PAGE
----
Here are what the editors at HealthDay consider to be the most important developments in HIV & AIDS for August 2006. This roundup includes the latest research news from journal articles, as well as the FDA approvals and regulatory changes that are the most likely to affect clinical practice.
Incidence Declines in Two AIDS-Related Cancers
THURSDAY, Aug. 31 (HealthDay News) -- The introduction of highly active antiretroviral therapy, or HAART, has resulted in a dramatic decline in incidence of two major AIDS-related cancers: Kaposi sarcoma and non-Hodgkin lymphoma, according to a study published in the August issue of AIDS.
Mania in HIV-Positive Individuals Clinically Distinct
THURSDAY, Aug. 31 (HealthDay News) -- HIV-positive individuals from sub-Saharan Africa presenting with mania tend to be older, female, of lower socioeconomic status, have more manic symptoms and have lower CD4 counts than HIV-negative individuals with mania, according to a study in the August issue of the American Journal of Psychiatry.
Antiretroviral Therapy Raises Risk of Osteonecrosis in HIV+
WEDNESDAY, Aug. 30 (HealthDay News) -- HIV-positive patients who are treated with combined antiretroviral therapy (cART) run an increased risk of developing osteonecrosis, according to a study published in the August issue of AIDS.
CD4 Count Moderately Predicts Undetectable HIV Viral Load
TUESDAY, Aug. 29 (HealthDay News) -- After HIV-positive patients start highly active antiretroviral therapy, an increased CD4 cell count is only a moderate predictor of undetectable viral load and its predictive power is even more limited in patients with lower baseline CD4 cell counts, according to a study published in the August issue of AIDS.
Rapid Test Improves Patient Receipt of HIV Results
FRIDAY, Aug. 25 (HealthDay News) -- A commercially available rapid test is nearly twice as effective as conventional HIV counseling and testing in improving patient receipt of HIV test results, according to a report published in the Aug. 1 issue of AIDS.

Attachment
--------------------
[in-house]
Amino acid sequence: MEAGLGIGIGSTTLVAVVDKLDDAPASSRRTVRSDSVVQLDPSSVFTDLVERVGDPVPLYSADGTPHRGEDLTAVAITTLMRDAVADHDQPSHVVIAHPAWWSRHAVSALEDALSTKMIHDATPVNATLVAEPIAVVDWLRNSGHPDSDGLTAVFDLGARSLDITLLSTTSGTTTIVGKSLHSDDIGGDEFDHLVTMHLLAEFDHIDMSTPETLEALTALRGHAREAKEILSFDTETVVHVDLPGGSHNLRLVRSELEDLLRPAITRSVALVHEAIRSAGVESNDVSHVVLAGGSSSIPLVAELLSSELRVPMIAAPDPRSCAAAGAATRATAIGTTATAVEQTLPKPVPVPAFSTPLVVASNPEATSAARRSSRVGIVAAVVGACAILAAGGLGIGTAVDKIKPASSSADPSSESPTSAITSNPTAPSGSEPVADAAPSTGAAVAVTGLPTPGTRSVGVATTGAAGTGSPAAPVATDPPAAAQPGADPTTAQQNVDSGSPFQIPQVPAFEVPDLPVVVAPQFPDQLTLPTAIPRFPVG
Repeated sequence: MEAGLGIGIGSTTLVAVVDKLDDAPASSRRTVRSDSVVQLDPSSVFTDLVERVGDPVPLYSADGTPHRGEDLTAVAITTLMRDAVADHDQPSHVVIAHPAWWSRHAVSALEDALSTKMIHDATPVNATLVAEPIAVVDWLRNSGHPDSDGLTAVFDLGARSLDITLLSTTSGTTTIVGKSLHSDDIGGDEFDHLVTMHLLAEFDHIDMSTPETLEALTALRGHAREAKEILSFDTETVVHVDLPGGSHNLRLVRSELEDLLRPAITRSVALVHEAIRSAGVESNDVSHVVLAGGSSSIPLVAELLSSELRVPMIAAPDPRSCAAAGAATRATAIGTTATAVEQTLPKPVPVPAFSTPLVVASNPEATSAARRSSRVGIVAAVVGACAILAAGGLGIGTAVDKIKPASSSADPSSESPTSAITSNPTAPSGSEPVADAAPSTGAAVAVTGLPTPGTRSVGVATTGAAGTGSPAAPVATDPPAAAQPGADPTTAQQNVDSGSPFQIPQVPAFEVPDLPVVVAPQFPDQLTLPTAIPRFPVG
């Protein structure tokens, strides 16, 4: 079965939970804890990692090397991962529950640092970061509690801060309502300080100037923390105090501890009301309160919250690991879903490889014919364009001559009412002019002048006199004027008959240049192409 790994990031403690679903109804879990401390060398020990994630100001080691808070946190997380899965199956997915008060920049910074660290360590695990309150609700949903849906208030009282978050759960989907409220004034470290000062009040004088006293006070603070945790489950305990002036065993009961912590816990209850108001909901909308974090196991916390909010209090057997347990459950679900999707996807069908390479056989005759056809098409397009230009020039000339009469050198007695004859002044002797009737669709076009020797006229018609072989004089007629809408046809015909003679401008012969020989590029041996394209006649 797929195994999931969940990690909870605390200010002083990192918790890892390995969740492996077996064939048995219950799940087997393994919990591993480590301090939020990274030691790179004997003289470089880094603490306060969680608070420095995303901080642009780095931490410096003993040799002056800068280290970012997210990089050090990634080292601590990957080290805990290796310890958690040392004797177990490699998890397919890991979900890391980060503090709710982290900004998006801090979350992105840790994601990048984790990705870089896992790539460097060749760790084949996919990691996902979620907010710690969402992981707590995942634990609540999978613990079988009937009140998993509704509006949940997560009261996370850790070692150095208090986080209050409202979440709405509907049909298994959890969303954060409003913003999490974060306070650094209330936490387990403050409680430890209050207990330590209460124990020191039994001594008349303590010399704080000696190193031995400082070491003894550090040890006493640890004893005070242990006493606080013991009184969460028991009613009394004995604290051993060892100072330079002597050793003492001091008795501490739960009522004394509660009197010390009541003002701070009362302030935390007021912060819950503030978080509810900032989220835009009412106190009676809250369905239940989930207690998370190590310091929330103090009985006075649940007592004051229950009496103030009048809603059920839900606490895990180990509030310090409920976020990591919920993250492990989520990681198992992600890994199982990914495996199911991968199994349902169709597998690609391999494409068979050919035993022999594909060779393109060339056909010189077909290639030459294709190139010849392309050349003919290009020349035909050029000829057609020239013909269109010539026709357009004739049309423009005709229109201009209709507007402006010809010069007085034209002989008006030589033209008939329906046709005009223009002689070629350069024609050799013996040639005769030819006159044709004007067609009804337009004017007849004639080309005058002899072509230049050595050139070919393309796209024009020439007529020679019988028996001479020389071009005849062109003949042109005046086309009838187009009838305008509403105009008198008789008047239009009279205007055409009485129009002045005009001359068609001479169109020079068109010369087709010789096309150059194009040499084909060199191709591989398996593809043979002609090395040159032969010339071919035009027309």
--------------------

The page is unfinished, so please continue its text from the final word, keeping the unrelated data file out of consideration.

HIV, Hepatitis C Co-Infection Worsens Cognitive Function
FRIDAY, Aug. 25 (HealthDay News) -- Patients co-infected with HIV and hepatitis C virus (HCV) may have significantly greater neurocognitive declines than patients infected with HIV alone, although these differences largely disappear after antiretroviral treatment, according to a study in the Aug. 1 issue of AIDS.
Molecule Involved in T Cell 'Exhaustion' in HIV
THURSDAY, Aug. 24 (HealthDay News) -- Blocking the function of a molecule found at high levels on HIV-specific CD8+ T cells restores some T cell function and helps overcome the T cell "exhaustion" observed during chronic HIV infection, according to two studies published online Aug. 20 in Nature Medicine and Nature.
Socioeconomic Status Linked to Late-Life Disability
THURSDAY, Aug. 17 (HealthDay News) -- While the link between extreme poverty and poor health has long been recognized, a new report in the Aug. 17 New England Journal of Medicine extends the socioeconomic disparity to functional limitation and disability later in life.
Most ED Patients with S. Aureus Infection Have MRSA